Reptile techniques

I have been looking through the book Natural Sciences Curator Patricia Francis lent me: Wagstaffe and Fidler’s The Preservation of Natural History Specimens.

The book details many techniques for preserving vertebrates, sometimes even by family! A few of the techniques are out of date, as various chemicals used in the past for preserving specimens are now illegal. Some have also fallen out of favour due to the bulkiness the technique entails. A method that was popular for casting large reptiles in the past was the Walters’ Plastic Method. This method involved the application of colours which, when bound up in the liquid plastic, are laid down in successive layers within a plaster mould. In this way the colours of a specimen can be reproduced. Reptile colour fades quite quickly after death.

However, if colour is not an issue, then the specimen can be preserved in alcohol. Since I want to learn more about how to preserve wet specimens, I was interested in this section on how to preserve Geckos and Skinks:

Preservation with alcohol-Preliminary Treatment Fixing

1. Slitting
a.)Small specimens- With a large scalpel or fine-pointed scissors make a longitudinal slit about 1/4-3 inches long according to size of specimen in ventral body wall.

b.)Medium sized specimens- As above, but remove through ventral slit any large masses of food, and also make small slits along ventral surface of tail, avoiding any region of vent, and small slits along side of tail and one immediately behind each thigh and upper arm.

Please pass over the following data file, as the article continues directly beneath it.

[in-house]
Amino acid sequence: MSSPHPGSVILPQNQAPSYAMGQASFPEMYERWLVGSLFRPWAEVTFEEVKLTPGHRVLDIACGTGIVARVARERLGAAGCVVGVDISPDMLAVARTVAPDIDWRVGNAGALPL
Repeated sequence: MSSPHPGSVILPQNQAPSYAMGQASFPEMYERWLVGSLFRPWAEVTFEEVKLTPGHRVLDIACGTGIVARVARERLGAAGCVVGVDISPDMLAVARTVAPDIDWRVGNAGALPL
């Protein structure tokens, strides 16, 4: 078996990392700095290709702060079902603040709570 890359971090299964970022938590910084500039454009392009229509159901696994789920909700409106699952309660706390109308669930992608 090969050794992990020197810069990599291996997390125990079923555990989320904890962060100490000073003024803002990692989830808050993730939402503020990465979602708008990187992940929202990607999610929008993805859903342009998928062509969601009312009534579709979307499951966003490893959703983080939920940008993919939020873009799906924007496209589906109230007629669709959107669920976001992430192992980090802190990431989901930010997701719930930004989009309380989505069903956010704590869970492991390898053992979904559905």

2. Injecting– Inject thoroughly with a hypodermic syringe body cavity and tail of all specimens, except Geckos with 95 percent alcohol. Inject Geckos in the same manner, but if small with 75 percent alcohol and if large with 85 percent alcohol.

3. Setting– If time permits proceed from (i) to (iv) inclusive, otherwise place specimens in a dish of appropriate size as (i) and proceed from (iii) to (iv) inclusive.

(i)Place specimens in a dish of appropriate size.
(ii)Align head, body and tail of small and medium-sized specimens or if tail very long, coil or bend alongside body. Extend limbs to natural positions.
(iii)Cover Geckos with 65 percent alcohol and all other species with 85 percent alcohol; 95 percent alcohol is sometimes recommended for skinks.
(iv)Use a volume of fluid ten times greater than the volume of each specimen and leave to fix until specimens are reasonably hard and firm. Cover dish to prevent excessive evaporation and do not allow the preservative to drop much below the strengths indicated.

Source: Wagstaffe & Fidler: The Preservation of Natural History Specimens Volume Two. (1968) H.F. & G Witherby

Photo taken at the Natural History Museum, London, and is therefore copyright the NHM.

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